Tuesday, March 30, 2010

Socks - Big, Little and Too Small

As a result of all my Christmas knitting, I'd been a bit burned out. I'd had a pair of socks on the needle for months that just sat in my knitting bag, languishing. I knew I needed to get them finished soon, because they were for a friend, and she knew I was knitting them for her - she'd bought the wool for them, after all.

But instead of working on my friend's socks, I cast on a pair for my Olympic Knitting challenge. Turns out, that was exactly what I needed to do. Working on those socks got me my knitting mojo back, and I've been burning up the needles ever since.

I finished my friend's socks, and they turned out wonderfully. I refer to them as the "Harmony Wood" socks because the colors in the wool match the colors in my Harmony wood needles almost exactly. The wool is Merisock Handpainted from Punta Yarns of Uruguay. It was a little tough to work with at times. It tended to get all twisty and splitty, but the end results were worth it. Plus, one skein is 463, which is enough to knit one pair of adult socks and a pair of child socks. Not that I'm volunteering to knit another pair out of it right now.
These are my new favorite baby socks. The pattern is a free one from Spud & Chloe, except I'm not using Spud & Chloe yarn, which is lovely but outrageously expensive. Instead I'm using Cascade Superwash in worsted weight. Each little sock takes about two hours. I'm on my third pair and have the pattern down cold now. You'll notice that the blue socks are slightly different than the pink. I experimented with not doing the 2x2 ribbing on the top of the foot. It's easier to knit without the ribbing, but the socks are a little lumpier. I think from now on I'll keep the ribbing.

And now for the too-small socks. I ordered a kit from KnitPicks that came with patterns and yarn for seven pairs of ankle socks. I wanted something different and to practice knitting patterns from charts without committing to huge projects. However, from the kit's description, it wasn't clear, at least not to me, that all the socks are toe-up and two at a time on circular needles. I've never done toe-up let alone two at once on circs. After some trial and error and scribbling, I managed to convert the pattern to one sock at a time on DPNs, and I figured out how to cast on toe-up.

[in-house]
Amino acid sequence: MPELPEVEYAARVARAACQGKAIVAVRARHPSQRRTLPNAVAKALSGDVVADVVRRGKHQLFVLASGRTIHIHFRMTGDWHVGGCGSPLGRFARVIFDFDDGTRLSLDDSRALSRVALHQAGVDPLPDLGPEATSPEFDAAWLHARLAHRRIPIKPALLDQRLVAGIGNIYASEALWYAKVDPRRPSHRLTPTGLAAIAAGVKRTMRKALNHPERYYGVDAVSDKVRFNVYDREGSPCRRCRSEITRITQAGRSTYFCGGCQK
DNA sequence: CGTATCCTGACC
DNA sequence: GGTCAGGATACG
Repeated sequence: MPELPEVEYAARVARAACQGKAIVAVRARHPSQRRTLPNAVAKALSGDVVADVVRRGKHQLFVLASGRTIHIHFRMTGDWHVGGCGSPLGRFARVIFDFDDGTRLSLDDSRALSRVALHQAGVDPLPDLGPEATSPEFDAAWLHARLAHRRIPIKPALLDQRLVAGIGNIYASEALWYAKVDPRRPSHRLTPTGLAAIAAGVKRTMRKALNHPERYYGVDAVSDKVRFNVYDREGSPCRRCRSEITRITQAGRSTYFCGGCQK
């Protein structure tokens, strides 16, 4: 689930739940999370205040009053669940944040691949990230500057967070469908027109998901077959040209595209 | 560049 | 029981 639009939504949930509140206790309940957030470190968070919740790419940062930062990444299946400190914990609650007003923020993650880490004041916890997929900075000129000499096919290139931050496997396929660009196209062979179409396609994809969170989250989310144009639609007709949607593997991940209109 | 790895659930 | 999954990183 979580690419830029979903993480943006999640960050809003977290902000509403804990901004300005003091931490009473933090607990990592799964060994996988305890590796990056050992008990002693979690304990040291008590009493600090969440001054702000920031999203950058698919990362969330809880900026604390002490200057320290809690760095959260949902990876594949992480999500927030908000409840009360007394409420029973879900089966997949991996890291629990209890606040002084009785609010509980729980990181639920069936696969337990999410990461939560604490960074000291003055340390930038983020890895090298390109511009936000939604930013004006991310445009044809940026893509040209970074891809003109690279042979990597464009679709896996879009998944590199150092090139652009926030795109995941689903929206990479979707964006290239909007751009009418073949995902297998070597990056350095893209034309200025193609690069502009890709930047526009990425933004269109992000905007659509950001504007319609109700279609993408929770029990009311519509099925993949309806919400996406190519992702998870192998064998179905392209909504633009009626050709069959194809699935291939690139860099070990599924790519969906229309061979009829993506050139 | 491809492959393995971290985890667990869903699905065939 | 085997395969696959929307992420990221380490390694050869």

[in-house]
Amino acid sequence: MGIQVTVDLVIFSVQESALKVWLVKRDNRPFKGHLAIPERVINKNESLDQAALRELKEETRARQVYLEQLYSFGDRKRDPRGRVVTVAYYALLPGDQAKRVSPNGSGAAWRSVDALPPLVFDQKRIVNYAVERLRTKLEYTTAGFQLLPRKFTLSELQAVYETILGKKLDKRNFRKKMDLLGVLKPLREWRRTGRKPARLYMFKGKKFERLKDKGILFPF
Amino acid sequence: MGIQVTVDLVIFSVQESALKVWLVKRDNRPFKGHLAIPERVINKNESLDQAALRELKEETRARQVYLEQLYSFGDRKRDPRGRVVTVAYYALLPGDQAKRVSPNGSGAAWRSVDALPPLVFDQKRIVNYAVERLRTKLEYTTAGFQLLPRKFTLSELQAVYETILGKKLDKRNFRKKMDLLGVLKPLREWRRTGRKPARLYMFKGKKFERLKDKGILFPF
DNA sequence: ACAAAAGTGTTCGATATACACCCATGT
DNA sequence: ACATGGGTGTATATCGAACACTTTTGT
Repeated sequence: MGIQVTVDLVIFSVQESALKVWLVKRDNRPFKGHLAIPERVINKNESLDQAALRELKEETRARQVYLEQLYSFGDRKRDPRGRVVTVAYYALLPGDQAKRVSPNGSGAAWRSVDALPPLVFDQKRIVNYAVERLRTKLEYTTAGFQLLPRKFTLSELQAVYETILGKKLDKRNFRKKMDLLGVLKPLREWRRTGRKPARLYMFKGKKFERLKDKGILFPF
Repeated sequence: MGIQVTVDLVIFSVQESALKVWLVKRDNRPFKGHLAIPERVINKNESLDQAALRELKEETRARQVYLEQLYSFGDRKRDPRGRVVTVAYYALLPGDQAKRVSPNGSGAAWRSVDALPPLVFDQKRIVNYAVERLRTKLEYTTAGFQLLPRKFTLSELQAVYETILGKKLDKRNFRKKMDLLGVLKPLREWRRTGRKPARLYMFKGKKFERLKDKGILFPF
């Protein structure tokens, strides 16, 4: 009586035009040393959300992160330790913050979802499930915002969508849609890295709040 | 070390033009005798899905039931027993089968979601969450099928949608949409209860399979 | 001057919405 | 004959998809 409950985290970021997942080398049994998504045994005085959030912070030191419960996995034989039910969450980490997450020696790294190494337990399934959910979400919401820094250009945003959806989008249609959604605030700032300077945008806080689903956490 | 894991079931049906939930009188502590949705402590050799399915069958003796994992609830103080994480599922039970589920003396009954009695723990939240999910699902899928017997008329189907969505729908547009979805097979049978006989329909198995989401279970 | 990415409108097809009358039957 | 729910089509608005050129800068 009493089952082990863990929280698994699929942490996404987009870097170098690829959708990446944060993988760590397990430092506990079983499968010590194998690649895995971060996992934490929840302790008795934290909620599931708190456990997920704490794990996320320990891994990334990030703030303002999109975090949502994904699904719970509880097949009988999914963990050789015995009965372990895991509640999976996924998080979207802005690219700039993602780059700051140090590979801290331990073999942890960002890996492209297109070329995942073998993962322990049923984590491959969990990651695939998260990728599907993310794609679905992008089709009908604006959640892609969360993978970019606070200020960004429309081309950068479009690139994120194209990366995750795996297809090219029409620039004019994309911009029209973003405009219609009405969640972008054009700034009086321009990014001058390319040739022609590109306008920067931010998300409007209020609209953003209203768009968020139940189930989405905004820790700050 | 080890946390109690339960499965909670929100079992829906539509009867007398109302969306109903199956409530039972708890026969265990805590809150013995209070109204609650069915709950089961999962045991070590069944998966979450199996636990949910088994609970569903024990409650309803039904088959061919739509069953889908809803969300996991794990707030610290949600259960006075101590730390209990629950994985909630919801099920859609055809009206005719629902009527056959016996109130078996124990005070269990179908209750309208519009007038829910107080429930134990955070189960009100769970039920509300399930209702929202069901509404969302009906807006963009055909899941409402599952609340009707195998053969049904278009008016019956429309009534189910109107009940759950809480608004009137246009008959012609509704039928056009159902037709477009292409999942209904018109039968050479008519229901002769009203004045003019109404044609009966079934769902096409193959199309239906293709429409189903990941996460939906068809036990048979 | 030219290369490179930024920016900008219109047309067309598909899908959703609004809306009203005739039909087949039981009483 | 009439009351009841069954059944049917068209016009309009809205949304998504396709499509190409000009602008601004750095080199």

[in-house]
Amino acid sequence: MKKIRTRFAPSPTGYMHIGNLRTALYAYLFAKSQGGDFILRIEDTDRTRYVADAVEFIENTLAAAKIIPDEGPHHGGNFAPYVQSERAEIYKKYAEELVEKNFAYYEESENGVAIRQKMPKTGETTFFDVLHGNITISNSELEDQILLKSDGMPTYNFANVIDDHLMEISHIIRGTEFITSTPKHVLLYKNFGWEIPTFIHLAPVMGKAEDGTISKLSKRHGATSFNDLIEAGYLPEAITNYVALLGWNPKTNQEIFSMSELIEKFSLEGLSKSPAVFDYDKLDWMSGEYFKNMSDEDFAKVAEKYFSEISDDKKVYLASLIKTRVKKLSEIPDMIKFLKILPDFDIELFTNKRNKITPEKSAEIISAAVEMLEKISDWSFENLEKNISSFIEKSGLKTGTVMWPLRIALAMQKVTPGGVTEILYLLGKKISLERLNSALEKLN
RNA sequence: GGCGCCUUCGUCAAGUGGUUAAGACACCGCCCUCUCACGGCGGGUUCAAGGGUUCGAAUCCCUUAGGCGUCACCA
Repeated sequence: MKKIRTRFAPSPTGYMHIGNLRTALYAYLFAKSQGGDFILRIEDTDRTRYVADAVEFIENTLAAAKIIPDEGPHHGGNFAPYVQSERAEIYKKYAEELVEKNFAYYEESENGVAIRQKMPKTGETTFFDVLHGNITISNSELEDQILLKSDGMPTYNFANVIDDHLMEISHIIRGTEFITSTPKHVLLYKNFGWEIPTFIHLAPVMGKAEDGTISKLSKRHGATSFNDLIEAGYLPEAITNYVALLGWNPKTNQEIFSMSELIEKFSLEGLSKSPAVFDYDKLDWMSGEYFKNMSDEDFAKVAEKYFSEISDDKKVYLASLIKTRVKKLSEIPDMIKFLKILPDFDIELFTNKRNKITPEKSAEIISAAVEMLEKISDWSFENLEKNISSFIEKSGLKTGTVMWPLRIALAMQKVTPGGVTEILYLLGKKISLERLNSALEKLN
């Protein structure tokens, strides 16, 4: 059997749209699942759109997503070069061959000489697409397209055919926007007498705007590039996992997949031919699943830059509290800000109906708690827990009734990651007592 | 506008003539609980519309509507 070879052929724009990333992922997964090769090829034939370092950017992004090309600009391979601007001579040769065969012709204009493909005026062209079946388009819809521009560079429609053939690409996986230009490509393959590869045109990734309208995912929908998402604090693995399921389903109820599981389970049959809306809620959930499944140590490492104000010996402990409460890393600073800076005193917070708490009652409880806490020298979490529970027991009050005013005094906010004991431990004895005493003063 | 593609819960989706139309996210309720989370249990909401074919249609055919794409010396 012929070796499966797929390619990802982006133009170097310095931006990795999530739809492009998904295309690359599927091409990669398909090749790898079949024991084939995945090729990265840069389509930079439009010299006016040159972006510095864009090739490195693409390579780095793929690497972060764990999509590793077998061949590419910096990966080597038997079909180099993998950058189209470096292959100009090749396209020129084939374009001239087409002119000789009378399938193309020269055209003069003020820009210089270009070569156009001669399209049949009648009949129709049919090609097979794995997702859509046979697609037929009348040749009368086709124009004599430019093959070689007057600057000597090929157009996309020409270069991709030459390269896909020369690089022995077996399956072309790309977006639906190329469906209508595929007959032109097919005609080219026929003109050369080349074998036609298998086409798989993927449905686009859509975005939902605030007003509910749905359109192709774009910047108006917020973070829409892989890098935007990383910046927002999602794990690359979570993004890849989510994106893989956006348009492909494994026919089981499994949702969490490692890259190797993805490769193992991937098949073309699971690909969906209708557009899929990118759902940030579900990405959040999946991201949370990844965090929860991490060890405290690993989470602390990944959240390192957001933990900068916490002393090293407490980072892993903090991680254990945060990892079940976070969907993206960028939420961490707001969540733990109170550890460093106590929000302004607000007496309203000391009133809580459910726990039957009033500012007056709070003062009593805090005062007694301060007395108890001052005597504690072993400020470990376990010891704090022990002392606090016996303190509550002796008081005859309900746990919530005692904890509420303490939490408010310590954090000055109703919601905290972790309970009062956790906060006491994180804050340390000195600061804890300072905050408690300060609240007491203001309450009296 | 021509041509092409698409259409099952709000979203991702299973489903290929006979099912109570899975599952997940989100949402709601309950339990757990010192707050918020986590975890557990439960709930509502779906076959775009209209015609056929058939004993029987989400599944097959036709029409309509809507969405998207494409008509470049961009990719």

Unfortunately, despite checking my progress as I knit, I cannot get the sock on my foot. It's not because I bound off too tight, it's that the whole dang sock is too narrow. It's plenty long enough, but I can't get it over my heel. Obviously my gauge was off and the needles were too small. Le sigh.

Instead of making another too-small sock to match, I've decided to declare it a practice sock. My cast-on was wonky, and I know that there are some errors in the heel, which involved turn-and-wrap instead of short rows.

So I've cast on a new sock on larger needles, and so far things are going much better.


donna said...

I have been so negelctful of my knitting. Have not picked up the needles in 6 months. I seem to get a spurt on and knit like a crazy woman for 2 months...and then don't knit a stitch for the rest of the year. Love all the socks though. Maybe they'll inspire me to pick up the old sticks again!

Holly said...

Excellent use of the word wonky!!!